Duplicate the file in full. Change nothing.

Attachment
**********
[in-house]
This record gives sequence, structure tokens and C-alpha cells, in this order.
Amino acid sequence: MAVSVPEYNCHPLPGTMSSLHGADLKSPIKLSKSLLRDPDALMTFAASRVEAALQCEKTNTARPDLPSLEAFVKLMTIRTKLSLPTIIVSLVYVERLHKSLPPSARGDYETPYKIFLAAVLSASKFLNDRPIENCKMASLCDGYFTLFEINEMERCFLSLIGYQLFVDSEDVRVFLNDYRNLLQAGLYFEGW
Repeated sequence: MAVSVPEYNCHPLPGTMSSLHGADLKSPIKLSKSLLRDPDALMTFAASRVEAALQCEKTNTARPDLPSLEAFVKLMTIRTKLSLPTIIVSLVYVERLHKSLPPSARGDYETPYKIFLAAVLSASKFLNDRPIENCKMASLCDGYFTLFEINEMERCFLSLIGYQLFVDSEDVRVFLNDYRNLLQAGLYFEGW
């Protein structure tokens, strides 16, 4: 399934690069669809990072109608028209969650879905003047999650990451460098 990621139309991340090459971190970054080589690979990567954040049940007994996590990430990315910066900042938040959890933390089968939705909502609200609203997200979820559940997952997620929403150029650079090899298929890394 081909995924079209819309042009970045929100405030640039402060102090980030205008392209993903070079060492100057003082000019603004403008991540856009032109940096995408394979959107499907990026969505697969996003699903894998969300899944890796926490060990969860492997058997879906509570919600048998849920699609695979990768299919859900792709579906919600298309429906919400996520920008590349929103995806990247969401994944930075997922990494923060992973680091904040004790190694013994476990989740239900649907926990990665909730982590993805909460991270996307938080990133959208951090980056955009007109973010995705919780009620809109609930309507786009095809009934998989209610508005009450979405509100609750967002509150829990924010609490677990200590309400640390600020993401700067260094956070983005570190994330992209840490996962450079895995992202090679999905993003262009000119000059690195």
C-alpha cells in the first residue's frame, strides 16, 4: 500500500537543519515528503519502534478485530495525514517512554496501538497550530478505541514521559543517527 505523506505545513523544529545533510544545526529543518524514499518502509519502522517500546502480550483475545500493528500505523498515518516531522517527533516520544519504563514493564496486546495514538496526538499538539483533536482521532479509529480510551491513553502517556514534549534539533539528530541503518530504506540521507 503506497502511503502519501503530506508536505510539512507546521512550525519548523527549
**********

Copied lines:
[in-house]
This record gives sequence, structure tokens and C-alpha cells, in this order.
Amino acid sequence: MAVSVPEYNCHPLPGTMSSLHGADLKSPIKLSKSLLRDPDALMTFAASRVEAALQCEKTNTARPDLPSLEAFVKLMTIRTKLSLPTIIVSLVYVERLHKSLPPSARGDYETPYKIFLAAVLSASKFLNDRPIENCKMASLCDGYFTLFEINEMERCFLSLIGYQLFVDSEDVRVFLNDYRNLLQAGLYFEGW
Repeated sequence: MAVSVPEYNCHPLPGTMSSLHGADLKSPIKLSKSLLRDPDALMTFAASRVEAALQCEKTNTARPDLPSLEAFVKLMTIRTKLSLPTIIVSLVYVERLHKSLPPSARGDYETPYKIFLAAVLSASKFLNDRPIENCKMASLCDGYFTLFEINEMERCFLSLIGYQLFVDSEDVRVFLNDYRNLLQAGLYFEGW
């Protein structure tokens, strides 16, 4: 399934690069669809990072109608028209969650879905003047999650990451460098 990621139309991340090459971190970054080589690979990567954040049940007994996590990430990315910066900042938040959890933390089968939705909502609200609203997200979820559940997952997620929403150029650079090899298929890394 081909995924079209819309042009970045929100405030640039402060102090980030205008392209993903070079060492100057003082000019603004403008991540856009032109940096995408394979959107499907990026969505697969996003699903894998969300899944890796926490060990969860492997058997879906509570919600048998849920699609695979990768299919859900792709579906919600298309429906919400996520920008590349929103995806990247969401994944930075997922990494923060992973680091904040004790190694013994476990989740239900649907926990990665909730982590993805909460991270996307938080990133959208951090980056955009007109973010995705919780009620809109609930309507786009095809009934998989209610508005009450979405509100609750967002509150829990924010609490677990200590309400640390600020993401700067260094956070983005570190994330992209840490996962450079895995992202090679999905993003262009000119000059690195």
C-alpha cells in the first residue's frame, strides 16, 4: 500500500537543519515528503519502534478485530495525514517512554496501538497550530478505541514521559543517527 505523506505545513523544529545533510544545526529543518524514499518502509519502522517500546502480550483475545500493528500505523498515518516531522517527533516520544519504563514493564496486546495514538496526538499538539483533536482521532479509529480510551491513553502517556514534549534539533539528530541503518530504506540521507 503506497502511503502519501503530506508536505510539512507546521512550525519548523527549